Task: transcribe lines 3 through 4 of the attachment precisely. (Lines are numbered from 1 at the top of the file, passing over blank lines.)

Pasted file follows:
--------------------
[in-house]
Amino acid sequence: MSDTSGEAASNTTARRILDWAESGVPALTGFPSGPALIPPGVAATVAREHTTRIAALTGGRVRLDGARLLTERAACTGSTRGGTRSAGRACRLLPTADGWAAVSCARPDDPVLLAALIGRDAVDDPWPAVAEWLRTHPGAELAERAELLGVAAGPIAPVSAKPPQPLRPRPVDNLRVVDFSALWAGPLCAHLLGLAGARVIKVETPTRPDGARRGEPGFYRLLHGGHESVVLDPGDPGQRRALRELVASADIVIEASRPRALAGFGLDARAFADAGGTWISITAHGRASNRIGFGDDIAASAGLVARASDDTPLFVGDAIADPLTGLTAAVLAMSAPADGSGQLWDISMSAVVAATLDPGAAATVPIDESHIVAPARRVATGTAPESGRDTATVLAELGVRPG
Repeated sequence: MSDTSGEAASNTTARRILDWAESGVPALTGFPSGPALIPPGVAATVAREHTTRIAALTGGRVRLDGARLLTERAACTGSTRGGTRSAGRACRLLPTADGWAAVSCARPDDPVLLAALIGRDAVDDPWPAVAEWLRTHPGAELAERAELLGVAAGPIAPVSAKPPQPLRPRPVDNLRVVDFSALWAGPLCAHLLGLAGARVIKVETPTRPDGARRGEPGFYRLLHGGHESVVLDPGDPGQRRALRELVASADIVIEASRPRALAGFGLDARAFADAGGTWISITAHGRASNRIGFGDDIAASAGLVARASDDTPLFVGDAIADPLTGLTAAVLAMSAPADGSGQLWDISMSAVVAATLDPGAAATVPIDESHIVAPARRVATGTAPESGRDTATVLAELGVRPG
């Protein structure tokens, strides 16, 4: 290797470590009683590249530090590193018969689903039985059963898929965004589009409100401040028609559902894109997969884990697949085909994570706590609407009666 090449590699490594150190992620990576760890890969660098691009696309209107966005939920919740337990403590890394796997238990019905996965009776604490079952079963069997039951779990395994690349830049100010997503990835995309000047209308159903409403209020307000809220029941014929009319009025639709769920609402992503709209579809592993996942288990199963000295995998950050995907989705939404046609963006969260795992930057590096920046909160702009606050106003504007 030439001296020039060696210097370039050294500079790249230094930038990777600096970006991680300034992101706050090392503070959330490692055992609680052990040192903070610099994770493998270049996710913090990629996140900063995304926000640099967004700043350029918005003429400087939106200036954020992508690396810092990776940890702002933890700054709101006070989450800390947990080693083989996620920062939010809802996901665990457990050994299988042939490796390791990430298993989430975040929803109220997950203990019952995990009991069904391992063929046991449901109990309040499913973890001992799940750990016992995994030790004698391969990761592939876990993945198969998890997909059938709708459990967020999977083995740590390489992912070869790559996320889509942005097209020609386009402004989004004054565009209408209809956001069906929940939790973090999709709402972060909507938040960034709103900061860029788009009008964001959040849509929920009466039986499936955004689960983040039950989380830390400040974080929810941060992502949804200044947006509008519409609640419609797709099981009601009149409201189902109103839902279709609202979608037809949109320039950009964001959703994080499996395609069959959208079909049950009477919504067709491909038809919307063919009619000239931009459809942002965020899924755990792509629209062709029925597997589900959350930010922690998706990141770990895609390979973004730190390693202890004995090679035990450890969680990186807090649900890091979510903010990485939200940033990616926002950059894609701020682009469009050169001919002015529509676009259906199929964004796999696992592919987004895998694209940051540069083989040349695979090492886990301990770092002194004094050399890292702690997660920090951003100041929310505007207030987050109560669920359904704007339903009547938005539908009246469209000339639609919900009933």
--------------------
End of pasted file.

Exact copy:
Repeated sequence: MSDTSGEAASNTTARRILDWAESGVPALTGFPSGPALIPPGVAATVAREHTTRIAALTGGRVRLDGARLLTERAACTGSTRGGTRSAGRACRLLPTADGWAAVSCARPDDPVLLAALIGRDAVDDPWPAVAEWLRTHPGAELAERAELLGVAAGPIAPVSAKPPQPLRPRPVDNLRVVDFSALWAGPLCAHLLGLAGARVIKVETPTRPDGARRGEPGFYRLLHGGHESVVLDPGDPGQRRALRELVASADIVIEASRPRALAGFGLDARAFADAGGTWISITAHGRASNRIGFGDDIAASAGLVARASDDTPLFVGDAIADPLTGLTAAVLAMSAPADGSGQLWDISMSAVVAATLDPGAAATVPIDESHIVAPARRVATGTAPESGRDTATVLAELGVRPG
């Protein structure tokens, strides 16, 4: 290797470590009683590249530090590193018969689903039985059963898929965004589009409100401040028609559902894109997969884990697949085909994570706590609407009666 090449590699490594150190992620990576760890890969660098691009696309209107966005939920919740337990403590890394796997238990019905996965009776604490079952079963069997039951779990395994690349830049100010997503990835995309000047209308159903409403209020307000809220029941014929009319009025639709769920609402992503709209579809592993996942288990199963000295995998950050995907989705939404046609963006969260795992930057590096920046909160702009606050106003504007 030439001296020039060696210097370039050294500079790249230094930038990777600096970006991680300034992101706050090392503070959330490692055992609680052990040192903070610099994770493998270049996710913090990629996140900063995304926000640099967004700043350029918005003429400087939106200036954020992508690396810092990776940890702002933890700054709101006070989450800390947990080693083989996620920062939010809802996901665990457990050994299988042939490796390791990430298993989430975040929803109220997950203990019952995990009991069904391992063929046991449901109990309040499913973890001992799940750990016992995994030790004698391969990761592939876990993945198969998890997909059938709708459990967020999977083995740590390489992912070869790559996320889509942005097209020609386009402004989004004054565009209408209809956001069906929940939790973090999709709402972060909507938040960034709103900061860029788009009008964001959040849509929920009466039986499936955004689960983040039950989380830390400040974080929810941060992502949804200044947006509008519409609640419609797709099981009601009149409201189902109103839902279709609202979608037809949109320039950009964001959703994080499996395609069959959208079909049950009477919504067709491909038809919307063919009619000239931009459809942002965020899924755990792509629209062709029925597997589900959350930010922690998706990141770990895609390979973004730190390693202890004995090679035990450890969680990186807090649900890091979510903010990485939200940033990616926002950059894609701020682009469009050169001919002015529509676009259906199929964004796999696992592919987004895998694209940051540069083989040349695979090492886990301990770092002194004094050399890292702690997660920090951003100041929310505007207030987050109560669920359904704007339903009547938005539908009246469209000339639609919900009933």